The white-winged swallow (Tachycineta albiventer) is a resident breeding swallow in tropical South America from Colombia, Venezuela, and Trinidad south to northern Argentina. It is not found west of the Andes. This swallow is largely non-migratory.

Taxonomy and etymology

The genus Tachycineta was established for this group of swallows by German ornithologist Jean Cabanis in 1850. The genus name derives from Ancient Greek takhukinetos, «moving quickly»; the specific name albiventer is from Latin albus, «white», and venter, «belly». This swallow is monotypic, and no subspecies are currently recognized.


The adult white-winged swallow is 14 centimetres (5.5 in) long and weighs 14–17 grams (0.49–0.60 oz). It has iridescent blue-green upperparts, white underparts and rump, and white edgings to the secondary flight feathers. The wings are otherwise black, along with the tail. It has dark brown eyes and a black bill and legs. The sexes are similar, although it is noted that the females have slightly less white on the wing. Juveniles have grayer underparts and are duller in general when compared to the adults. The juvenile also has less white on the wing.

White-winged swallows can be distinguished from the similar mangrove swallow by the lack of a white line above its lores and a greater amount of white on its wings.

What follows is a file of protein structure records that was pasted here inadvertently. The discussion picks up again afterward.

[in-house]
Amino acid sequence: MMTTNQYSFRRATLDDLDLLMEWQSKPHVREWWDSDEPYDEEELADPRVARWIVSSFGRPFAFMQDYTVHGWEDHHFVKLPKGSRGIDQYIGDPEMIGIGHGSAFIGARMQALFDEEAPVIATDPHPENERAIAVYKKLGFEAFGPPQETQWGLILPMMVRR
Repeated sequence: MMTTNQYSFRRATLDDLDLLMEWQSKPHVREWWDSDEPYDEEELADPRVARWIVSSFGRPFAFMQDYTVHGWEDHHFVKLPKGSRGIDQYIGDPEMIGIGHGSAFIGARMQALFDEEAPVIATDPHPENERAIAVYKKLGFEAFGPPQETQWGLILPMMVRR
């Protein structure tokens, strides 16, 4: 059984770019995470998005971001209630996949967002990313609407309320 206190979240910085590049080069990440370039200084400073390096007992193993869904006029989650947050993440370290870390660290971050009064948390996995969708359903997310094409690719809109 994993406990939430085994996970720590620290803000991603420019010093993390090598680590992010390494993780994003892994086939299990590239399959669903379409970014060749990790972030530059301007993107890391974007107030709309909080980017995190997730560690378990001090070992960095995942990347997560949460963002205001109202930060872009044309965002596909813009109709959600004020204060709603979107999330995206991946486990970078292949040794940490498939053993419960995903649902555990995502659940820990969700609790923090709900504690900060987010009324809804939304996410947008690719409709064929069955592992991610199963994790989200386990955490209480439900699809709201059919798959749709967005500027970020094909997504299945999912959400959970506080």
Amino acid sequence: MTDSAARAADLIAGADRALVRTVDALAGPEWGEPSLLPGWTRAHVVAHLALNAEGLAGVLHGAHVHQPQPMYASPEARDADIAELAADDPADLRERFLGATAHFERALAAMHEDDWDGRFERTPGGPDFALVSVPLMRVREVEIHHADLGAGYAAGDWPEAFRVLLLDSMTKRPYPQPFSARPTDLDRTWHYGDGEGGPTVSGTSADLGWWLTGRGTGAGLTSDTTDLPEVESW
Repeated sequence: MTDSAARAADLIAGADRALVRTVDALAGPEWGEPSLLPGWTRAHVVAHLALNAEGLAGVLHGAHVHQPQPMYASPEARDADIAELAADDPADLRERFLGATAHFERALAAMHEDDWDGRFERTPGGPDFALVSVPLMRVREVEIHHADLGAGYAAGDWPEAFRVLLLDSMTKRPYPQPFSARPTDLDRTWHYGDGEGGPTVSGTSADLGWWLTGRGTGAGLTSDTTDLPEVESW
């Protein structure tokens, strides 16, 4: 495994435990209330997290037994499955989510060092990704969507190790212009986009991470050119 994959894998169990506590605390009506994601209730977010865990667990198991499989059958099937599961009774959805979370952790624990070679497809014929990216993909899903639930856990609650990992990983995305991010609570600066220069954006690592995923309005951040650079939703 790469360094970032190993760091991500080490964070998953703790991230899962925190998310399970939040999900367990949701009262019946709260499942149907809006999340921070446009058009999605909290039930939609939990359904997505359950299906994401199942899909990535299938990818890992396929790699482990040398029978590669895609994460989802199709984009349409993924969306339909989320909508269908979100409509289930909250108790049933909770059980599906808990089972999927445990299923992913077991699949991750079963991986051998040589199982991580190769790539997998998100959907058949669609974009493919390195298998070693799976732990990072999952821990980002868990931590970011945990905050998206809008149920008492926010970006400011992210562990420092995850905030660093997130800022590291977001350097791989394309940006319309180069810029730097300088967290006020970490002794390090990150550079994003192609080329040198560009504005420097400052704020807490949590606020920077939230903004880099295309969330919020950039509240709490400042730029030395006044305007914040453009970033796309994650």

Distribution and habitat

The white-winged swallow is native to Argentina, Bolivia, Brazil, Colombia, Ecuador, French Guiana, Guyana, Paraguay, Peru, Suriname, Trinidad and Tobago, and Venezuela. Occasional vagrants reach Panama. They are usually not found on the Pacific coast, especially in the southern portion of South America.

The species is usually found in or near lowland areas along bodies of water such as rivers or lakes, at elevations of about 500 metres (1,600 ft).


The white-winged swallow feeds primarily in flight at a low altitude, catching flying insects. It usually forages over water but may also feeds over land. In between foraging attempts, it usually perches on branches near bodies of water. Flight paths are direct and they fly with a flapping flight.

Nesting and breeding

The white-winged swallow builds a cup nest lined with other birds’ feathers and some seed inside a tree hole, between boulders or in man-made structures. Nests are usually built a few metres above water; pairs nest separately. The clutch is three to six white eggs, measuring 17 mm–20 mm × 13 mm–14.6 mm (0.67 in–0.79 in × 0.51 in–0.57 in) in size and weighing 1.9 grams (0.067 oz).


It is a rather solitary species that sometimes feeds in small groups a few meters from the ground or water through fast and direct flights. It is frequently seen together with the Pectoral Swallow (Atticora fasciata) east of the Andes.


The white-winged swallow is resident in most of its range, although it is migratory in the southernmost part of its range. In Brazil and Argentina, it is only present from approximately mid-September to mid-April. Where this population winters is not well known, but it is most likely in the Guianas, Venezuela, and Columbia.


The white-winged swallow is classified as Least Concern by the IUCN, based on its very large range, apparently stable population, and large population size.

Vocalization / Voice

The call is a harsh chirrup or a repeated, rising, buzz-like zweeed. The alarm call is short and harsh.